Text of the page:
There is this climate of impunity that this section creates making it look like these persons can do just anything including carting away public assets even from public clinics without being called to account until such a person vacates office. So the questions of probity and integrity of the process of managing Aso Rock’s clinic are largely yawning for transparent responses.
Let’s also ask the managers, what kind of data is maintained in the Presidential clinic to record the beneficiaries and their status?
What is the quality of regular audits that are carried out in that Aso Rock’s clinic to block leakages and theft of public fund which both the EFCC and ICPC Acts criminalizes?
Why does government subsidize healthcare services for some selected few who are in the corridors-of-power whereas the people who are the owners of the sovereignty of Nigeria are allowed to die from commonly treatable ailments such as malaria fever?
Section 14 (2) (a) of the Constitution states as follows: “Sovereignty belongs to the people of Nigeria from whom government through this constitution derives all its powers and authority”.
This sacred provision therefore means that any activity of any government official that compromises the health and security of the people of Nigeria must be seen as a threat to national security and the offending government officials must be prosecuted and punished for this crime against humanity.
In such serious countries like China, Singapore and even Vietnam, public officials who steal fund meant for public healthcare are executed in firing squads.
But in Nigeria which prides itself as the largest black nation in the world and claims to practice constitutional democracy, the most attractive job is politics whereby successful public office holders do not have to worry about the effectiveness of the law enforcement agencies even if they decide to empty the entire health budget of their states into their private pockets.
It is only in Nigeria that the millions of people are left to die whereas the few government officials are ferried abroad at public expenses to be attended to by foreign doctors.
Millions of rural and urban poor in Nigeria are left to their cruel fate and do often suffer sudden deaths because of the insufficient health care facilities and medical workers at their services. Doctors and medical workers in public hospitals have lately made it a routine to always embark on strike over disagreements with government on conditions of service just as all of these persons divert their human resources to run their private clinics thereby allowing poor patients to die gruesome deaths.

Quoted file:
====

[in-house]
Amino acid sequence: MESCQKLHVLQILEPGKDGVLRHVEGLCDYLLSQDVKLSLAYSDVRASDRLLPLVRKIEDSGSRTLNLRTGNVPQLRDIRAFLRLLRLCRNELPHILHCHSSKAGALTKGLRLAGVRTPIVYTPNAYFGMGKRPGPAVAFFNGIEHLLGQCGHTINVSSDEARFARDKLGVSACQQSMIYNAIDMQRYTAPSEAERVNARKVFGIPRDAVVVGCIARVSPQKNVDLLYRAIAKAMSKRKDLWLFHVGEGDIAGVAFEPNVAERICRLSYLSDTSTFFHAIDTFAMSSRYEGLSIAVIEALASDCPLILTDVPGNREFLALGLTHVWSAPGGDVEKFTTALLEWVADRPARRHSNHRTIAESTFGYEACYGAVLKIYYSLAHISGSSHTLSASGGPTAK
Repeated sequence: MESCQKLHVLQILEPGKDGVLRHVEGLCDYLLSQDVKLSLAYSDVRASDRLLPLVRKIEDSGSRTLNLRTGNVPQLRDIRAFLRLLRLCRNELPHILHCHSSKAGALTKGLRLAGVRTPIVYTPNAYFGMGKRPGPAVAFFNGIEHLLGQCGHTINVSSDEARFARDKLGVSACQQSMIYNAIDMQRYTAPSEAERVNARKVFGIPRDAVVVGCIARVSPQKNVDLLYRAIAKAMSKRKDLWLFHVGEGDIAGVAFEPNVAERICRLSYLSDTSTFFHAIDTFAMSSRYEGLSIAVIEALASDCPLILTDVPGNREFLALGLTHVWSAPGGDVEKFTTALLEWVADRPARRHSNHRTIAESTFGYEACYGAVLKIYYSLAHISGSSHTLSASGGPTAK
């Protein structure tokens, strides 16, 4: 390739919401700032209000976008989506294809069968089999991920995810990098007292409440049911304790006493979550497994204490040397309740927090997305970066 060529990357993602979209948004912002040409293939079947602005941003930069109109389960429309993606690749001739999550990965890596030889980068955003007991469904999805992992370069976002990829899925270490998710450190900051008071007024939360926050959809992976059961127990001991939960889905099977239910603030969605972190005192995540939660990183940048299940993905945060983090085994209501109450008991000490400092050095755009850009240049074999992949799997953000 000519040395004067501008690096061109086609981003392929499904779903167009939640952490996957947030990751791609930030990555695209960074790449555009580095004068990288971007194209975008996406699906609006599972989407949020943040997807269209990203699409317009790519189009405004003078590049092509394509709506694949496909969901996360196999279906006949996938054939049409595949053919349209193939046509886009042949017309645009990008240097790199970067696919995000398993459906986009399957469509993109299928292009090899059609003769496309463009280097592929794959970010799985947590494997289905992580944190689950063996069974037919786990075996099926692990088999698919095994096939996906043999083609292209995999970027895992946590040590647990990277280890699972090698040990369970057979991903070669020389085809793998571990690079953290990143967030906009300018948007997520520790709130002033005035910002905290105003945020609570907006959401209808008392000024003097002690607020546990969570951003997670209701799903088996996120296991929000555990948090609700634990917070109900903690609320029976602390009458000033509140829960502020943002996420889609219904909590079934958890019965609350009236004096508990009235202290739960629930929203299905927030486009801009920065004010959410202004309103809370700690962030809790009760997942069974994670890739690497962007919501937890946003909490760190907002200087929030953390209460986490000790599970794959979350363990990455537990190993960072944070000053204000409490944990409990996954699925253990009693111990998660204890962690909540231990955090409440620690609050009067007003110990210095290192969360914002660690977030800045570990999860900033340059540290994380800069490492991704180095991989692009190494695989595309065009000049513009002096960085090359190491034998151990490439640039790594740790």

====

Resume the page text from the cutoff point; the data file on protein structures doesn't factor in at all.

These challenges of non-availability of functional public healthcare are compounded by the high rate of absolute poverty afflicting over 100 million Nigerians meaning that they cannot afford to pay for private health services which are few and far between. In the last two years the cost of pharmaceutical products has shot through the roofs due to high taxations by the Nigerian Customs services and the fees charged by the National Agency for foods and Drugs (NAFDAC). Because of non-affordability by millions of ordinary Citizens of these foreign pharmaceutical products, they are exposed to the deadly vagaries of patronising cheap and substandard drugs and quacks. These are consequences of the depraved tendencies of the elite to service their greed at the disadvantage of the many that are poor and not privileged.
Just one example will suffice to show you how crude and wicked political office holders are in Nigeria and to show you that they do not care about the welfare of the people which in any event, is the primary constitutional duty of government.
This example that has come in handy is the 2016 and 2017 annual budgets that go to the state House Abuja whereby this non-performing Aso Rock Clinic is located.
In all of the last two years, the princely sum of N22.5 Billion is budgeted for the state House Headquarters.
Then look at the shocking statistics from the United Nations which shows that 5.1 million citizens are faced with food shortage due to the insurgency in the North East.
UNICEF also stated that 2.5million children in the country are severely malnourished even as only N50, 000 is required to treat each child but the public officials spend hugely from the public till to travel to foreign jurisdictions to meet doctors for their health services at public costs.
Even president Muhammadu Buhari whose wife has raised the alarm about the state House Clinic, has spent many months in the United Kingdom for medical treatments costing Nigerians tons of millions of dollars.
The presidency has still not disclosed how much of public fund was spent for president Buhari’s several months of foreign medical tourism.
Mrs. Buhari criticized the managers of Aso Rock Clinic for allegedly blowing away N3.89 billion last year and has yet to account for N331.7 million budgeted for it this year.
The situation of Aso Rock Clinic is a huge signal to show that Nigeria’s public healthcare is in an emergency situation. If the prime healthcare center in the Presidency lacks even ordinary syringes to administer on patients, how much worst will the local health centers in Arondizuogu or Kaura Namoda be?
The Nigerian government must therefore take decisive actions to bring the public health emergency to a minimal level by tackling the hydra-headed issues of medical tourism and the different levels of corruption that have led to the collapse of the public healthcare.
The shame of the entire drama is that all the political elite have sinned and fallen short of the glory of exonerating themselves from these vices tearing down our public healthcare.
Nigeria should classify corruption in the public health sector and Defence as offences punishable by the death penalty to serve as effective deterrent and to stop Nigerians from dying only because they have no money to patronize private hospitals.
The national health Insurance scheme must be reformed to efficiently provide services to poor Nigerian and get millions of Nigerians to enroll. Besides, the corruption that surfaced recently at the NHIS must be frontally tackled and dual principles of transparency and accountability be restored.